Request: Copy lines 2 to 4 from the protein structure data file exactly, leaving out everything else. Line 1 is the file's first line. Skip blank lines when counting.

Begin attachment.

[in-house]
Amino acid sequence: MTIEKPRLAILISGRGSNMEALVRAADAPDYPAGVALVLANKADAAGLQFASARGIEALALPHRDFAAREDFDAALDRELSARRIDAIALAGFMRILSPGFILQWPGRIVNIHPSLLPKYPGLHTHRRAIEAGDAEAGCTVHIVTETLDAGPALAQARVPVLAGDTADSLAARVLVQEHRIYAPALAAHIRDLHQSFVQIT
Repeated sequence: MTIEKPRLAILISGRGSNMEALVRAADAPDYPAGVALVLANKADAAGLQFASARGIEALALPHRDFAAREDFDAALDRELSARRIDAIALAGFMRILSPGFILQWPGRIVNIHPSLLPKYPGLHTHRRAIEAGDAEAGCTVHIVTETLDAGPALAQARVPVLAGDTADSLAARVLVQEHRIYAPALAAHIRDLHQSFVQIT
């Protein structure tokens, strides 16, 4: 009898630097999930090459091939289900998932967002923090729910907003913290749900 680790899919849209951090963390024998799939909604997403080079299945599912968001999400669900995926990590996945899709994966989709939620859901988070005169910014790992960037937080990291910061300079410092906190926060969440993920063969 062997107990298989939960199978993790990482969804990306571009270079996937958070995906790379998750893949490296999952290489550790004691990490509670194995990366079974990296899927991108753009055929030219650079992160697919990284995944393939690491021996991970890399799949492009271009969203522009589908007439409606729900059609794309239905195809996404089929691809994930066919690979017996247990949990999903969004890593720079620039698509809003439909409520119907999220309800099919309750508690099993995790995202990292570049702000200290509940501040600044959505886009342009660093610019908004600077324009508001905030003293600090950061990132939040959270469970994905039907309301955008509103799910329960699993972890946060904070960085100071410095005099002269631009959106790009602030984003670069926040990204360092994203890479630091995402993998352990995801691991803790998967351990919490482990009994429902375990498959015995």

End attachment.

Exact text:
Amino acid sequence: MTIEKPRLAILISGRGSNMEALVRAADAPDYPAGVALVLANKADAAGLQFASARGIEALALPHRDFAAREDFDAALDRELSARRIDAIALAGFMRILSPGFILQWPGRIVNIHPSLLPKYPGLHTHRRAIEAGDAEAGCTVHIVTETLDAGPALAQARVPVLAGDTADSLAARVLVQEHRIYAPALAAHIRDLHQSFVQIT
Repeated sequence: MTIEKPRLAILISGRGSNMEALVRAADAPDYPAGVALVLANKADAAGLQFASARGIEALALPHRDFAAREDFDAALDRELSARRIDAIALAGFMRILSPGFILQWPGRIVNIHPSLLPKYPGLHTHRRAIEAGDAEAGCTVHIVTETLDAGPALAQARVPVLAGDTADSLAARVLVQEHRIYAPALAAHIRDLHQSFVQIT
């Protein structure tokens, strides 16, 4: 009898630097999930090459091939289900998932967002923090729910907003913290749900 680790899919849209951090963390024998799939909604997403080079299945599912968001999400669900995926990590996945899709994966989709939620859901988070005169910014790992960037937080990291910061300079410092906190926060969440993920063969 062997107990298989939960199978993790990482969804990306571009270079996937958070995906790379998750893949490296999952290489550790004691990490509670194995990366079974990296899927991108753009055929030219650079992160697919990284995944393939690491021996991970890399799949492009271009969203522009589908007439409606729900059609794309239905195809996404089929691809994930066919690979017996247990949990999903969004890593720079620039698509809003439909409520119907999220309800099919309750508690099993995790995202990292570049702000200290509940501040600044959505886009342009660093610019908004600077324009508001905030003293600090950061990132939040959270469970994905039907309301955008509103799910329960699993972890946060904070960085100071410095005099002269631009959106790009602030984003670069926040990204360092994203890479630091995402993998352990995801691991803790998967351990919490482990009994429902375990498959015995």